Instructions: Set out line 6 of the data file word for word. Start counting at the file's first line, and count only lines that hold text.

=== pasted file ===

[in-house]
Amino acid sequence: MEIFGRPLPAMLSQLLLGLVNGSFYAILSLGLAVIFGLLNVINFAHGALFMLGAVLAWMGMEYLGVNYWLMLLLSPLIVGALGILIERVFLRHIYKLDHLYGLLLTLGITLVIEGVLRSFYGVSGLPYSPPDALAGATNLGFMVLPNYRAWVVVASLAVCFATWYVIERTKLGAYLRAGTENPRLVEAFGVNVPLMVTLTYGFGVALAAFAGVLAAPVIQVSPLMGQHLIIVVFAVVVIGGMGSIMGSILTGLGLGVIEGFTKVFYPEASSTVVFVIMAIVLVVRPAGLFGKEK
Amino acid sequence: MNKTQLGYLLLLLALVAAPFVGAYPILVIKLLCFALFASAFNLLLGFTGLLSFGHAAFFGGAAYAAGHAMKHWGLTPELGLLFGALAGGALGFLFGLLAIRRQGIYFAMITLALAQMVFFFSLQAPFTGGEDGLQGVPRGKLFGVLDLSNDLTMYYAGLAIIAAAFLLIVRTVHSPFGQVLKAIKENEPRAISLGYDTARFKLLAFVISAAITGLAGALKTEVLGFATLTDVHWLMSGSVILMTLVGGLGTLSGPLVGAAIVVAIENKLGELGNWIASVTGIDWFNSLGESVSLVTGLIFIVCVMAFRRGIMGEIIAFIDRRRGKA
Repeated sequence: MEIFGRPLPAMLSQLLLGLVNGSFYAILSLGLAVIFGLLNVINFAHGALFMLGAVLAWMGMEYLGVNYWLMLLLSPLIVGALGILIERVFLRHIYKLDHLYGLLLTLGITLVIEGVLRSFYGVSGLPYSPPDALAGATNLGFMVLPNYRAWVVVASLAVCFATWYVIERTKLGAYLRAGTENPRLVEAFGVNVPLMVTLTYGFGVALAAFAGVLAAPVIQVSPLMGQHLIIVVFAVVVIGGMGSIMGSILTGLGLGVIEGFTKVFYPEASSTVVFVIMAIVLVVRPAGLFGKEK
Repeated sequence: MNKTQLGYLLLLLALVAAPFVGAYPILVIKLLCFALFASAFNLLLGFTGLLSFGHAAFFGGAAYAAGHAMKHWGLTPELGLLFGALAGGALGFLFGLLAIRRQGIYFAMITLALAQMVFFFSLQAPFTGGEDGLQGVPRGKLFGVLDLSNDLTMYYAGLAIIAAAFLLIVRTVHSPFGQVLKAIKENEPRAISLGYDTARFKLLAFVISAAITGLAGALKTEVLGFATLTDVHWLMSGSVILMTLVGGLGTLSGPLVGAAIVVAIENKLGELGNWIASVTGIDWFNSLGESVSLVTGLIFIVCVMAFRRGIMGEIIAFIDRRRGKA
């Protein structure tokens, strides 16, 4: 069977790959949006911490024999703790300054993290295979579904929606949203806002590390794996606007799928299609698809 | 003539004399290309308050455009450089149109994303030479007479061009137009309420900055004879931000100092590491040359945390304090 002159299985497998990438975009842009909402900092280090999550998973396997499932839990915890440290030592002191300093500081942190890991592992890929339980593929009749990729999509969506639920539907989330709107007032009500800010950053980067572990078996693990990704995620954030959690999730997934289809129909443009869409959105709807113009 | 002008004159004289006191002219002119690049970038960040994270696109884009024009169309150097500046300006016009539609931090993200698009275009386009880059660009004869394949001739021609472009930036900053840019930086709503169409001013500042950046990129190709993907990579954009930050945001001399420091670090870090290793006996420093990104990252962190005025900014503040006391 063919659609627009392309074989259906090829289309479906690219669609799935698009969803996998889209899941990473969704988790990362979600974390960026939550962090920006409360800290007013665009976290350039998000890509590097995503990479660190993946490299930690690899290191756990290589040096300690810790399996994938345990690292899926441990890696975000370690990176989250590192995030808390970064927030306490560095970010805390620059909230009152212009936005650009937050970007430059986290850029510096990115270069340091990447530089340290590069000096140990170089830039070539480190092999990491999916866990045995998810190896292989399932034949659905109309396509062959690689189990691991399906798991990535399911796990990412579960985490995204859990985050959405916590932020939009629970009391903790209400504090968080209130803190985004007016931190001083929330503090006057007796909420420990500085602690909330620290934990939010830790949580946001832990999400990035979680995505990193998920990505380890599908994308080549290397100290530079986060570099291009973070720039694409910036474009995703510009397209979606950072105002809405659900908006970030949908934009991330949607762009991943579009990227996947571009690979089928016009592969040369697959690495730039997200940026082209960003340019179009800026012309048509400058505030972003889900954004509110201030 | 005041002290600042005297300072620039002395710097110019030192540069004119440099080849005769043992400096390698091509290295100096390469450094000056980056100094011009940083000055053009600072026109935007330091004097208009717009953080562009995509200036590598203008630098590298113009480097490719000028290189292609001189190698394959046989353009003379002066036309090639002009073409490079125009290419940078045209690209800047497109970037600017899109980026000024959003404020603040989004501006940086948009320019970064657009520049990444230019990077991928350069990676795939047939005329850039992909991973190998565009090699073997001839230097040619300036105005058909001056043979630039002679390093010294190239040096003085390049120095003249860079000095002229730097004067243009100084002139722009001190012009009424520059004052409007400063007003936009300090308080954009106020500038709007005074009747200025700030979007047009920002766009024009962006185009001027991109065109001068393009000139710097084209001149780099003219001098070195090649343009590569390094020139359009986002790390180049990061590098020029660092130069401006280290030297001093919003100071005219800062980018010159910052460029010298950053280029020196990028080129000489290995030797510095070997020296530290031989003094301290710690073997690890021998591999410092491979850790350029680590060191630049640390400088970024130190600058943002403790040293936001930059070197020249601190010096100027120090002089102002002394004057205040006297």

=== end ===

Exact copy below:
């Protein structure tokens, strides 16, 4: 069977790959949006911490024999703790300054993290295979579904929606949203806002590390794996606007799928299609698809 | 003539004399290309308050455009450089149109994303030479007479061009137009309420900055004879931000100092590491040359945390304090 002159299985497998990438975009842009909402900092280090999550998973396997499932839990915890440290030592002191300093500081942190890991592992890929339980593929009749990729999509969506639920539907989330709107007032009500800010950053980067572990078996693990990704995620954030959690999730997934289809129909443009869409959105709807113009 | 002008004159004289006191002219002119690049970038960040994270696109884009024009169309150097500046300006016009539609931090993200698009275009386009880059660009004869394949001739021609472009930036900053840019930086709503169409001013500042950046990129190709993907990579954009930050945001001399420091670090870090290793006996420093990104990252962190005025900014503040006391 063919659609627009392309074989259906090829289309479906690219669609799935698009969803996998889209899941990473969704988790990362979600974390960026939550962090920006409360800290007013665009976290350039998000890509590097995503990479660190993946490299930690690899290191756990290589040096300690810790399996994938345990690292899926441990890696975000370690990176989250590192995030808390970064927030306490560095970010805390620059909230009152212009936005650009937050970007430059986290850029510096990115270069340091990447530089340290590069000096140990170089830039070539480190092999990491999916866990045995998810190896292989399932034949659905109309396509062959690689189990691991399906798991990535399911796990990412579960985490995204859990985050959405916590932020939009629970009391903790209400504090968080209130803190985004007016931190001083929330503090006057007796909420420990500085602690909330620290934990939010830790949580946001832990999400990035979680995505990193998920990505380890599908994308080549290397100290530079986060570099291009973070720039694409910036474009995703510009397209979606950072105002809405659900908006970030949908934009991330949607762009991943579009990227996947571009690979089928016009592969040369697959690495730039997200940026082209960003340019179009800026012309048509400058505030972003889900954004509110201030 | 005041002290600042005297300072620039002395710097110019030192540069004119440099080849005769043992400096390698091509290295100096390469450094000056980056100094011009940083000055053009600072026109935007330091004097208009717009953080562009995509200036590598203008630098590298113009480097490719000028290189292609001189190698394959046989353009003379002066036309090639002009073409490079125009290419940078045209690209800047497109970037600017899109980026000024959003404020603040989004501006940086948009320019970064657009520049990444230019990077991928350069990676795939047939005329850039992909991973190998565009090699073997001839230097040619300036105005058909001056043979630039002679390093010294190239040096003085390049120095003249860079000095002229730097004067243009100084002139722009001190012009009424520059004052409007400063007003936009300090308080954009106020500038709007005074009747200025700030979007047009920002766009024009962006185009001027991109065109001068393009000139710097084209001149780099003219001098070195090649343009590569390094020139359009986002790390180049990061590098020029660092130069401006280290030297001093919003100071005219800062980018010159910052460029010298950053280029020196990028080129000489290995030797510095070997020296530290031989003094301290710690073997690890021998591999410092491979850790350029680590060191630049640390400088970024130190600058943002403790040293936001930059070197020249601190010096100027120090002089102002002394004057205040006297």